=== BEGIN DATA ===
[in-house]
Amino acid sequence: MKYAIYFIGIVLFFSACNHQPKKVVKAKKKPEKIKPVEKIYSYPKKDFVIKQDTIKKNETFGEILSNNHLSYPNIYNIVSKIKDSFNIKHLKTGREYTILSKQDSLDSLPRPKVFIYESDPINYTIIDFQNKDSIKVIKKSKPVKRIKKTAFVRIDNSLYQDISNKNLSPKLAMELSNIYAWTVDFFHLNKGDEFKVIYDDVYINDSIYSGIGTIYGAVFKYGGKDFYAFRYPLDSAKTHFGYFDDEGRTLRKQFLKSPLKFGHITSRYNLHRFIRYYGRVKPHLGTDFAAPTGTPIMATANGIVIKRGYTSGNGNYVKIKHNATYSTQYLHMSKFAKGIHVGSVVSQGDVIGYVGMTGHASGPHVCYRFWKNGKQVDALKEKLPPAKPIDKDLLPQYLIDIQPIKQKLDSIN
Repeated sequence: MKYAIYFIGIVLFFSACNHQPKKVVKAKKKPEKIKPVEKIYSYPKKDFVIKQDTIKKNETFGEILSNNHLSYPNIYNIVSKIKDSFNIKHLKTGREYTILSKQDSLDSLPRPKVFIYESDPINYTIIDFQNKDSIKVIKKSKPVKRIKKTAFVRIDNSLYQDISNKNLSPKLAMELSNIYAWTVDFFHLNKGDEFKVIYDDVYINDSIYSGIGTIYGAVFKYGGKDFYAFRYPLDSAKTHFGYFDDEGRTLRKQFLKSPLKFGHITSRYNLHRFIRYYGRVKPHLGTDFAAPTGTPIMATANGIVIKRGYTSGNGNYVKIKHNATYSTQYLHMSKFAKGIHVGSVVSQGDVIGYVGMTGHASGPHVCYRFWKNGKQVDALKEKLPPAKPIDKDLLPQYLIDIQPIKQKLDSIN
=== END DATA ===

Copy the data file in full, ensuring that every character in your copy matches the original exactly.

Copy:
[in-house]
Amino acid sequence: MKYAIYFIGIVLFFSACNHQPKKVVKAKKKPEKIKPVEKIYSYPKKDFVIKQDTIKKNETFGEILSNNHLSYPNIYNIVSKIKDSFNIKHLKTGREYTILSKQDSLDSLPRPKVFIYESDPINYTIIDFQNKDSIKVIKKSKPVKRIKKTAFVRIDNSLYQDISNKNLSPKLAMELSNIYAWTVDFFHLNKGDEFKVIYDDVYINDSIYSGIGTIYGAVFKYGGKDFYAFRYPLDSAKTHFGYFDDEGRTLRKQFLKSPLKFGHITSRYNLHRFIRYYGRVKPHLGTDFAAPTGTPIMATANGIVIKRGYTSGNGNYVKIKHNATYSTQYLHMSKFAKGIHVGSVVSQGDVIGYVGMTGHASGPHVCYRFWKNGKQVDALKEKLPPAKPIDKDLLPQYLIDIQPIKQKLDSIN
Repeated sequence: MKYAIYFIGIVLFFSACNHQPKKVVKAKKKPEKIKPVEKIYSYPKKDFVIKQDTIKKNETFGEILSNNHLSYPNIYNIVSKIKDSFNIKHLKTGREYTILSKQDSLDSLPRPKVFIYESDPINYTIIDFQNKDSIKVIKKSKPVKRIKKTAFVRIDNSLYQDISNKNLSPKLAMELSNIYAWTVDFFHLNKGDEFKVIYDDVYINDSIYSGIGTIYGAVFKYGGKDFYAFRYPLDSAKTHFGYFDDEGRTLRKQFLKSPLKFGHITSRYNLHRFIRYYGRVKPHLGTDFAAPTGTPIMATANGIVIKRGYTSGNGNYVKIKHNATYSTQYLHMSKFAKGIHVGSVVSQGDVIGYVGMTGHASGPHVCYRFWKNGKQVDALKEKLPPAKPIDKDLLPQYLIDIQPIKQKLDSIN